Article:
As we continued to use EMDR therapy, Ted came to realize that the second belief about disappointing his father was even more powerful because it was a way of keeping him connected to his dad, and he felt that if he let go of that belief, he would be letting go of his father.

So, in the course of our doing EMDR, Ted came to see that he never completely grieved for his dad and a younger part of himself was still trying to please him.

We all have certain aspects of ourselves that are in conflict with other parts.  So, Ted needed to learn this in therapy so he could accept these contradictory parts of himself at that point in therapy.

EMDR helps clients to integrate unconscious contradictory parts and, with time, Ted was able to accept this about himself.  He was also able to grieve for his father and accept that he no longer needed to act on what was once an unconscious belief about defending himself against criticism.

EMDR helped Ted to see his unconscious belief in the "light of day" and to understand the function that it served with regard to his relationship with his father.

When Ted recognized the underlying purpose of his unconscious belief, he no longer felt ashamed because working in this way in therapy is non-pathologizing.

How Your Unconscious Beliefs Affect Your Sense of Reality

Once Ted grieved for his father, he no longer had negative reactions at home or at work whenever he felt criticized.

If I had used only a cognitive-behavioral approach and not an experiential therapy like EMDR in this case, Ted never would have gotten below the surface of his symptom of losing his temper when he was criticized.

Experiential Therapy, Like EMDR, Helps to Achieve Therapeutic Breakthroughs

He never would have traced it back in his memory to his relationship with his father or see the underlying symptom below the first layer that acting on this belief kept him attached to his father whom he had never really let go.

Getting Help in Therapy
Ordinary consciousness often masks unconscious beliefs that affect your sense of reality.

In "Ted's" case, his unconscious belief told him that if he didn't defend himself, he wasn't a man.  This was his unconscious sense of reality that was driving his interactions with his wife and his boss.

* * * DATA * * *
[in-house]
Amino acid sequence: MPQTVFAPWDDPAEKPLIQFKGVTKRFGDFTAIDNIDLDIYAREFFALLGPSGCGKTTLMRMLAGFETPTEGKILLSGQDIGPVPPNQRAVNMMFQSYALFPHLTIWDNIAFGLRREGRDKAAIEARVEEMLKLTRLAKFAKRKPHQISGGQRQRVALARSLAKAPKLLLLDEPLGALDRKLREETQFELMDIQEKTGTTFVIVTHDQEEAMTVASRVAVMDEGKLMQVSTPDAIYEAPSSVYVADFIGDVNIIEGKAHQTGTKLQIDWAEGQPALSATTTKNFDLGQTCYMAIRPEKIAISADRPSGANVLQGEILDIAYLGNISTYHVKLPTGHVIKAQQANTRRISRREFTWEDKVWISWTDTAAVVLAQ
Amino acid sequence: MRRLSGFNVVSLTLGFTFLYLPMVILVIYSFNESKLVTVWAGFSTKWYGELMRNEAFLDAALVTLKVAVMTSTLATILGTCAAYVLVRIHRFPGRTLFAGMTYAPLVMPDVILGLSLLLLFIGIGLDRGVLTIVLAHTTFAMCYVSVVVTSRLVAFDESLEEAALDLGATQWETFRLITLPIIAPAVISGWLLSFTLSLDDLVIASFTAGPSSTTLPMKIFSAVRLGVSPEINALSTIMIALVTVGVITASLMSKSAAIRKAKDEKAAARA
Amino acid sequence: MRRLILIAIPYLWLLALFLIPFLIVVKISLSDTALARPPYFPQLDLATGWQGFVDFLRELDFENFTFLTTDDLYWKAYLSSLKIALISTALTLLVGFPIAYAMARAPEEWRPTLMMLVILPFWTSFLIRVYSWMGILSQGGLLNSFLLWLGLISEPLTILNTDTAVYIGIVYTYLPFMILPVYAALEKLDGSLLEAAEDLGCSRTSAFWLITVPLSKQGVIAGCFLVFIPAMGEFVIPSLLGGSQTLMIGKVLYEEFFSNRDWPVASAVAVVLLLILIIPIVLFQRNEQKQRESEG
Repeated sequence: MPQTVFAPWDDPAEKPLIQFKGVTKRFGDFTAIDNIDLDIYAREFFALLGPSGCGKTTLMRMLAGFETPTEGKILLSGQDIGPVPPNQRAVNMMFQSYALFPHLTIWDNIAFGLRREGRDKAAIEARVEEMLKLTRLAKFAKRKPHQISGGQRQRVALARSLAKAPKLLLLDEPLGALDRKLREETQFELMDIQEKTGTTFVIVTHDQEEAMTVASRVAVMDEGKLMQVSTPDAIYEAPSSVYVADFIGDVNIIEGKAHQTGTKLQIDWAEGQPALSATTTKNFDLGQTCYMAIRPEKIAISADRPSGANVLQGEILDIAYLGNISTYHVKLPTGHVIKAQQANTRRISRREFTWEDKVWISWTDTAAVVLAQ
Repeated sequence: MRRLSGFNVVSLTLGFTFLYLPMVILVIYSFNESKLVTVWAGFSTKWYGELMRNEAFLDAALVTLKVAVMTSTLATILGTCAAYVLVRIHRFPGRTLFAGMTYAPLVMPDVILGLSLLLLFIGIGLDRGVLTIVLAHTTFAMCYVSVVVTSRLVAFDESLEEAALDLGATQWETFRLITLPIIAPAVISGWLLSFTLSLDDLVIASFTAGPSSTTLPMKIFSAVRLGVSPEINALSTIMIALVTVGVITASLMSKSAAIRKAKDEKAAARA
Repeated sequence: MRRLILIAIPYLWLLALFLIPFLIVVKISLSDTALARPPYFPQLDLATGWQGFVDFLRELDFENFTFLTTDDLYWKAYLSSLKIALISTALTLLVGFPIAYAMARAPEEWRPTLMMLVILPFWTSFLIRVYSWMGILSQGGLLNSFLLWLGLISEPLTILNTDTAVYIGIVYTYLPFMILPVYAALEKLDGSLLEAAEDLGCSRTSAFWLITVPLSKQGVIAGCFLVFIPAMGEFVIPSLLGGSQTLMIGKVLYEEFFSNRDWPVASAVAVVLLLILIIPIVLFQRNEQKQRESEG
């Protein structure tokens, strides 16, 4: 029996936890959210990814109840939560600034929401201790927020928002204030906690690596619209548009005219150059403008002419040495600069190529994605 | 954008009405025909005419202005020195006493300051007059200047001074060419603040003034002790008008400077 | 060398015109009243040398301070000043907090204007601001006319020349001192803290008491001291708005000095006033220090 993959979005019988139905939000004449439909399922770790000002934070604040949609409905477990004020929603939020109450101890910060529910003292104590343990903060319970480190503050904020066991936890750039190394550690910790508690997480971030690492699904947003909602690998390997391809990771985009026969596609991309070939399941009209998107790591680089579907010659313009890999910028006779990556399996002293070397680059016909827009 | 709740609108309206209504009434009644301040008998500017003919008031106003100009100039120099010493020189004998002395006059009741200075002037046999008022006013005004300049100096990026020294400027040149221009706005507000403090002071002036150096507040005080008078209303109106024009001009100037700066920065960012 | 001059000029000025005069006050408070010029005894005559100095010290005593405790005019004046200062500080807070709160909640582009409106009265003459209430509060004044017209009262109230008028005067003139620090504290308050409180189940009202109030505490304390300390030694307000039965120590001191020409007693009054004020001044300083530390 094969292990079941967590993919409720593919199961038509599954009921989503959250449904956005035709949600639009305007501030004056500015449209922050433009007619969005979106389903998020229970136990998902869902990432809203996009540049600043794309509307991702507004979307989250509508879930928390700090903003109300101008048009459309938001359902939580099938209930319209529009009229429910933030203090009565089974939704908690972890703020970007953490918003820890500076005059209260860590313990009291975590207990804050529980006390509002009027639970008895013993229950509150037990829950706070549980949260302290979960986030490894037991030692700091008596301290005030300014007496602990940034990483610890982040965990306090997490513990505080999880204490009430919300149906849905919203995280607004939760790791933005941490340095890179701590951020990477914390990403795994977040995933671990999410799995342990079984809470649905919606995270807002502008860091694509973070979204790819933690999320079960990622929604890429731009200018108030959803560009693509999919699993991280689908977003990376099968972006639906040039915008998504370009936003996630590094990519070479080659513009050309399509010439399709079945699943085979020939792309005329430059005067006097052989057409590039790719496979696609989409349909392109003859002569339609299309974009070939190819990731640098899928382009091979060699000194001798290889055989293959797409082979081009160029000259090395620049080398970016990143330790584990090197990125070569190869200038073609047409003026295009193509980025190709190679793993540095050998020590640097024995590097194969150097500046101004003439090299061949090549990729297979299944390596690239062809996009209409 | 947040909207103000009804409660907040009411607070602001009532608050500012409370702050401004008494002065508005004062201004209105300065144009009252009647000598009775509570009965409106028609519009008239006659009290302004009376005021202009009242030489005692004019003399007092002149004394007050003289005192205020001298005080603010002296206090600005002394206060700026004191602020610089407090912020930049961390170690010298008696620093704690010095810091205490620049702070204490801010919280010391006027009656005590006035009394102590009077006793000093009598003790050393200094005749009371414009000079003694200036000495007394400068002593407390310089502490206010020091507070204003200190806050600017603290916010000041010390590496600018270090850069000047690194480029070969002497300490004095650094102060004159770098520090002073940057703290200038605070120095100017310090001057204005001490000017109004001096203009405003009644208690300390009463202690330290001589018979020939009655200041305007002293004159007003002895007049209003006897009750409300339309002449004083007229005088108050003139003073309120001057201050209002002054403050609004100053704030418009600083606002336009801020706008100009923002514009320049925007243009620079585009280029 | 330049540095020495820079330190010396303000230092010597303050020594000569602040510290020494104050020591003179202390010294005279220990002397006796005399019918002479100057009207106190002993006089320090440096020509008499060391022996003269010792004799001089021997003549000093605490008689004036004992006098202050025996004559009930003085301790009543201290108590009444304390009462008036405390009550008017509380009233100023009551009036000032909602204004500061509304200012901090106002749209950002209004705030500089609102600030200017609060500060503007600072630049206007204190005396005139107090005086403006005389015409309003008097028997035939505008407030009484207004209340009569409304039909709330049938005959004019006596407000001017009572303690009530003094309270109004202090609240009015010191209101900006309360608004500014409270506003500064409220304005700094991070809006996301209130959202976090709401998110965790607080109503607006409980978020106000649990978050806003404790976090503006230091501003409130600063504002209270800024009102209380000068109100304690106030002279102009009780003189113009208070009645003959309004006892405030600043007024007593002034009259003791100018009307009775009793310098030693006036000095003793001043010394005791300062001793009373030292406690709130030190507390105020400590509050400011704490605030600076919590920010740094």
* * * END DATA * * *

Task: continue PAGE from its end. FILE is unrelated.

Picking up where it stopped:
This unconscious belief was completely outside of his ordinary conscious awareness and regular talk therapy often doesn't get to this.

Experiential therapy, especially therapy that uses the mind-body connection, provides an opportunity to get to these unconscious beliefs so that they can be seen for what they are.

If you're struggling with problems that you don't understand and regular talk therapy hasn't helped you, rather than continuing to suffer, you could benefit from working with a psychotherapist who uses experiential types of therapy like, among others, EMDR, Somatic Experiencing, and clinical hypnosis (see my article:  EMDR: When Talk Therapy Isn't Enough).

About Me
I am a licensed NYC psychotherapist, hypnotherapist, EMDR and Somatic Experiencing therapist who works with individual adults and couples.

To find out more about me, visit my website:  Josephine Ferraro, LCSW - NYC Psychotherapist.

To set up a consultation, call me at (917) 742-2624 during business hours or email me.

Saturday, March 14, 2015

The Unconscious Mind and Experiential Therapy: The "Symptom" Contains the Solution

Unconscious emotions and beliefs often contain meaningful emotional truths.  Experiential therapy provides an opportunity to access these unconscious emotions and beliefs, which often leads to a transformative shift and an emotional breakthrough for the client (see my articles:  How Your Unconscious Beliefs Affect Your Sense of Reality and Experiential Therapy, Like EMDR, Helps to Achieve Emotional Breakthroughs).

The Unconscious Mind and Experiential Therapy: The "Symptom" Contains the Solution

Accessing the Unconscious Through Experiential Therapy:  The "Symptom Contains the Solution:"
People who start psychotherapy with a desire to change an unwanted behavior are often unaware that unconscious emotions have important meanings for them in terms of the very behavior that they say they want to change (see my article:  Mind-Body Psychotherapy: The Body Offers a Window Into the Unconscious Mind).

There is a saying in clinical hypnosis, which encapsulates this idea:  "The symptom contains the solution."